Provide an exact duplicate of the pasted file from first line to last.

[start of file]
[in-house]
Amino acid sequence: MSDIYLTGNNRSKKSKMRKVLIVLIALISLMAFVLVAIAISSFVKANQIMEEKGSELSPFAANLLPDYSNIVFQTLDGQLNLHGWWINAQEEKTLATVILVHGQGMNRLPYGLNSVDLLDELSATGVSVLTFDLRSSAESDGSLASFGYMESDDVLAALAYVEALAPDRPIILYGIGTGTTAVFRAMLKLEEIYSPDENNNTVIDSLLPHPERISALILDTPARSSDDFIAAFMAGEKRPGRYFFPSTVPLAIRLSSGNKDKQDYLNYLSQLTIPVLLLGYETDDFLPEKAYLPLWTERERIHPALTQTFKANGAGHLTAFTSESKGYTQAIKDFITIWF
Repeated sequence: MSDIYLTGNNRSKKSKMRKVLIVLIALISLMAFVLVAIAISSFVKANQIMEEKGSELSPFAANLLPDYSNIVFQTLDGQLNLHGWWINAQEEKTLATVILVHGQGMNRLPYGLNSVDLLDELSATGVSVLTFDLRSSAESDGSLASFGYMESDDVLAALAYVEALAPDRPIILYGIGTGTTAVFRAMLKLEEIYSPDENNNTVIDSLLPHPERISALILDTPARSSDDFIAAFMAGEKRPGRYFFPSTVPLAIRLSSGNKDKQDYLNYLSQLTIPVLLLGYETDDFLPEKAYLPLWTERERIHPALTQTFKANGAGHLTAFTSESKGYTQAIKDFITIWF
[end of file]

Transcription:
[in-house]
Amino acid sequence: MSDIYLTGNNRSKKSKMRKVLIVLIALISLMAFVLVAIAISSFVKANQIMEEKGSELSPFAANLLPDYSNIVFQTLDGQLNLHGWWINAQEEKTLATVILVHGQGMNRLPYGLNSVDLLDELSATGVSVLTFDLRSSAESDGSLASFGYMESDDVLAALAYVEALAPDRPIILYGIGTGTTAVFRAMLKLEEIYSPDENNNTVIDSLLPHPERISALILDTPARSSDDFIAAFMAGEKRPGRYFFPSTVPLAIRLSSGNKDKQDYLNYLSQLTIPVLLLGYETDDFLPEKAYLPLWTERERIHPALTQTFKANGAGHLTAFTSESKGYTQAIKDFITIWF
Repeated sequence: MSDIYLTGNNRSKKSKMRKVLIVLIALISLMAFVLVAIAISSFVKANQIMEEKGSELSPFAANLLPDYSNIVFQTLDGQLNLHGWWINAQEEKTLATVILVHGQGMNRLPYGLNSVDLLDELSATGVSVLTFDLRSSAESDGSLASFGYMESDDVLAALAYVEALAPDRPIILYGIGTGTTAVFRAMLKLEEIYSPDENNNTVIDSLLPHPERISALILDTPARSSDDFIAAFMAGEKRPGRYFFPSTVPLAIRLSSGNKDKQDYLNYLSQLTIPVLLLGYETDDFLPEKAYLPLWTERERIHPALTQTFKANGAGHLTAFTSESKGYTQAIKDFITIWF